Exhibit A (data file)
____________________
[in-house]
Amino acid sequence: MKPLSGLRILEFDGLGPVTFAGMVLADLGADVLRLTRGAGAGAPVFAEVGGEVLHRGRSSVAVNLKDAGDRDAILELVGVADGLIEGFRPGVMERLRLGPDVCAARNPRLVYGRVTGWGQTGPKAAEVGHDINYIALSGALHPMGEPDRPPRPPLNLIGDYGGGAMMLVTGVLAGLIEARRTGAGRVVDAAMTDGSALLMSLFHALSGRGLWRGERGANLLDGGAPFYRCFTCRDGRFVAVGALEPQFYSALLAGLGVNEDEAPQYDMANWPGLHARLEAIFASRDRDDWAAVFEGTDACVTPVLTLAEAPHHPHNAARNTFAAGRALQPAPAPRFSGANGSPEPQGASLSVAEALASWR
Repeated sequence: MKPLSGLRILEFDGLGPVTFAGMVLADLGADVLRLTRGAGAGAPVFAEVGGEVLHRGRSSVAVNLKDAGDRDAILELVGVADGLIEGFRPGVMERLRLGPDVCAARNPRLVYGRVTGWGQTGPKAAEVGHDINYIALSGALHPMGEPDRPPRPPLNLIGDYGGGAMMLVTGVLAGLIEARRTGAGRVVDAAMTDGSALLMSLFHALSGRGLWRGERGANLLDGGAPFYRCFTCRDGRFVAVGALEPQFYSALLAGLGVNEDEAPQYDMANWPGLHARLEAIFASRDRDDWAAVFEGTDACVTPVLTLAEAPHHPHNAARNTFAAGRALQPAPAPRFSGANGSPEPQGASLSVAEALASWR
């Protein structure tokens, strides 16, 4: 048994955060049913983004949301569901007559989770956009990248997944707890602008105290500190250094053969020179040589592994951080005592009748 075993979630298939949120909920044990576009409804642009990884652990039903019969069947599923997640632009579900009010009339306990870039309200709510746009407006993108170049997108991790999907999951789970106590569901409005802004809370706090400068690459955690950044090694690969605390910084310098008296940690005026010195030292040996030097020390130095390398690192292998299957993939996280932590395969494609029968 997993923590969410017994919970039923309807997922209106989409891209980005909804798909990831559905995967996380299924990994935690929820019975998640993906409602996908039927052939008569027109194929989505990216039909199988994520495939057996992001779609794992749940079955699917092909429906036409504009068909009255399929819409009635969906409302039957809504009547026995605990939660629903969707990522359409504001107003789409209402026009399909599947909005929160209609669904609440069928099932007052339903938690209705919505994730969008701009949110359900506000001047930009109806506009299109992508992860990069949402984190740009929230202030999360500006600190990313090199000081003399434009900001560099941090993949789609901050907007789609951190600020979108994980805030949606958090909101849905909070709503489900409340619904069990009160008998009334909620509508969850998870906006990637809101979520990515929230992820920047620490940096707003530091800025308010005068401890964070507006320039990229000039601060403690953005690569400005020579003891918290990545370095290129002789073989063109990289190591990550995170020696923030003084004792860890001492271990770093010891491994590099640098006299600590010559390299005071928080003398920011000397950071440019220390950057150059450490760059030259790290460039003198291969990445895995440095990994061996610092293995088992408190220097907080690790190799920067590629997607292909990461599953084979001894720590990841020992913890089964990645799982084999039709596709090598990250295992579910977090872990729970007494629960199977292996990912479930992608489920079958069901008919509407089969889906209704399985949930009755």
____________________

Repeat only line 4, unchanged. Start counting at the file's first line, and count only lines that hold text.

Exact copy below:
């Protein structure tokens, strides 16, 4: 048994955060049913983004949301569901007559989770956009990248997944707890602008105290500190250094053969020179040589592994951080005592009748 075993979630298939949120909920044990576009409804642009990884652990039903019969069947599923997640632009579900009010009339306990870039309200709510746009407006993108170049997108991790999907999951789970106590569901409005802004809370706090400068690459955690950044090694690969605390910084310098008296940690005026010195030292040996030097020390130095390398690192292998299957993939996280932590395969494609029968 997993923590969410017994919970039923309807997922209106989409891209980005909804798909990831559905995967996380299924990994935690929820019975998640993906409602996908039927052939008569027109194929989505990216039909199988994520495939057996992001779609794992749940079955699917092909429906036409504009068909009255399929819409009635969906409302039957809504009547026995605990939660629903969707990522359409504001107003789409209402026009399909599947909005929160209609669904609440069928099932007052339903938690209705919505994730969008701009949110359900506000001047930009109806506009299109992508992860990069949402984190740009929230202030999360500006600190990313090199000081003399434009900001560099941090993949789609901050907007789609951190600020979108994980805030949606958090909101849905909070709503489900409340619904069990009160008998009334909620509508969850998870906006990637809101979520990515929230992820920047620490940096707003530091800025308010005068401890964070507006320039990229000039601060403690953005690569400005020579003891918290990545370095290129002789073989063109990289190591990550995170020696923030003084004792860890001492271990770093010891491994590099640098006299600590010559390299005071928080003398920011000397950071440019220390950057150059450490760059030259790290460039003198291969990445895995440095990994061996610092293995088992408190220097907080690790190799920067590629997607292909990461599953084979001894720590990841020992913890089964990645799982084999039709596709090598990250295992579910977090872990729970007494629960199977292996990912479930992608489920079958069901008919509407089969889906209704399985949930009755």